In addition to food courts, with their laconic and restrained design, there is a round bar counter with a green marble tabletop on Level 1. It is atypical for such places since station installation is considered to be quite complex.
SECOND LEVEL
Level 2, on the other hand, differs in  tone and purpose, which makes it quite different from Level 1. The top of the marble bar counters is accented with shiny brass shelf frames above them. The hall features both standard four-seating tables and communal ones. The distance between them was pre-determined by the owners to create a quiet atmosphere on Level 2.
Also, there is a private room on Level 2, the so-called show kitchen, that has two main functions. It could be used for master classes or presentations. 
The primary style of the entire complex was adhered to while designing the interiors. Thus, the walls were left bare, revealing authentic brick, that was originally used to build the entire Arsenal architectural ensemble. The brickwork was covered with a special finishing, the formula and color of which had been developed by a conservation professional specifically for this project, to accurately reproduce the shade of the original brickwork. The metal lining of the walls on Level 2, for which each leaf was bent individually (and which produced a "corrugation" effect), could be considered a modern accent in design.
A wine rack with the bar on Level 2 has become the main focal point of the place. It is the first thing that catches the eyes of the KYIV FOOD MARKET visitors.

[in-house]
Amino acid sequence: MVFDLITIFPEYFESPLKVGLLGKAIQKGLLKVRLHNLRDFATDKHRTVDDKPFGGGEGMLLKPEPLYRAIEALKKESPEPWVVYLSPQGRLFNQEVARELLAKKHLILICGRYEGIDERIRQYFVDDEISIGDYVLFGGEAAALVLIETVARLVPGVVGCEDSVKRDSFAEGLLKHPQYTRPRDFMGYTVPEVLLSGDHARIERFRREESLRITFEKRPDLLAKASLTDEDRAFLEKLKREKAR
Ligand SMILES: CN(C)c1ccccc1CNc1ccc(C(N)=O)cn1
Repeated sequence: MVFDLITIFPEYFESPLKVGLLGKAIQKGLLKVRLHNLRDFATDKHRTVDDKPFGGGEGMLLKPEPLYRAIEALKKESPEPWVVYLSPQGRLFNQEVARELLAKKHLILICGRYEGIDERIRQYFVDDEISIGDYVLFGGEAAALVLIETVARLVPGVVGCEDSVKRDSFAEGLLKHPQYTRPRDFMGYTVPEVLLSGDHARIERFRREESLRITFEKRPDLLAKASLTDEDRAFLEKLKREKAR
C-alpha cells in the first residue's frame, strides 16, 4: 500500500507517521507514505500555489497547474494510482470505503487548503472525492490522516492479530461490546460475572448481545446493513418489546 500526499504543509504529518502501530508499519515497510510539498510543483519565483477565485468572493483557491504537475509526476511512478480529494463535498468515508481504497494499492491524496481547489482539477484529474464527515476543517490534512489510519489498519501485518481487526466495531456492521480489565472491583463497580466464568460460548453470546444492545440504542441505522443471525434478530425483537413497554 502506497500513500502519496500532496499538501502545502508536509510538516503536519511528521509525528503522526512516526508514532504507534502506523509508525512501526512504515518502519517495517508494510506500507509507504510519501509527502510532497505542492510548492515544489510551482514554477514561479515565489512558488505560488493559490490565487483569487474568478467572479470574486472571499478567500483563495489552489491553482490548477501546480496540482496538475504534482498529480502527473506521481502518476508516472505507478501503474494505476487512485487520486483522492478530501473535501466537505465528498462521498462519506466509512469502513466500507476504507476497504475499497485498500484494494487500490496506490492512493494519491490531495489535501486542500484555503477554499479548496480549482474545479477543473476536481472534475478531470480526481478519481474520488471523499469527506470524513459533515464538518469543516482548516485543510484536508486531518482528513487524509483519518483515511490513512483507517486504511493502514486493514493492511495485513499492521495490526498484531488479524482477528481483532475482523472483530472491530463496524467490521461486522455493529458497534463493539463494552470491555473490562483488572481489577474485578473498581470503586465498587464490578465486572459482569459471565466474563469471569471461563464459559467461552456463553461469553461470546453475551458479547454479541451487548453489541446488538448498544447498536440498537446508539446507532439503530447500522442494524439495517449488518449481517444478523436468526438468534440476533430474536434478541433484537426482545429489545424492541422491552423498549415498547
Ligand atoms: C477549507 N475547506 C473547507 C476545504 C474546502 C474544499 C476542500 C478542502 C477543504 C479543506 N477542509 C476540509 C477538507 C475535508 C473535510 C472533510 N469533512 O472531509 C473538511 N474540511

THIRD LEVEL
Level 3 of the project has become an observation point providing a spectacular view of Arsenalna metro station and surrounding areas.

TRANSIT & AUXILIARY
The distinctiveness of the architectural monument determined the technical restrictions while designing the restrooms. Hence, the architecture team provided the facility with the main functionality and followed the industrial minimalism in design.
DETAILS & FURNITURE
Appearance and functionality are complemented by a long chandelier on Level 2. It is a lightweight airy structure comprised of six sections, each of which weighs approximately 3 kg. Its main element is a two-sided thin acrylic tube that diffuses light downwards onto the tables below. 
Manual processes in manufacturing of the chandelier have made such an effect possible. The main lighting was provided by the Dnipro company Expolight. The task was to achieve an intimate atmosphere, which was created with the help of pinpoint lights aimed at table surfaces.
Tables for Kyiv Food Market were created by a Ukrainian contractor from Odesa. A durable and pleasant to the touch solid ash was used for their manufacturing. Chairs, in turn, are from Poland. Half of them are made of wood and another half - of metal, which emphasized the overall industrial design motif.
The need for reorganization of such premises and the implementation of projects involving the conversion of neglected, but historically important buildings into public places, forms a new approach in urban development processes.
TEAM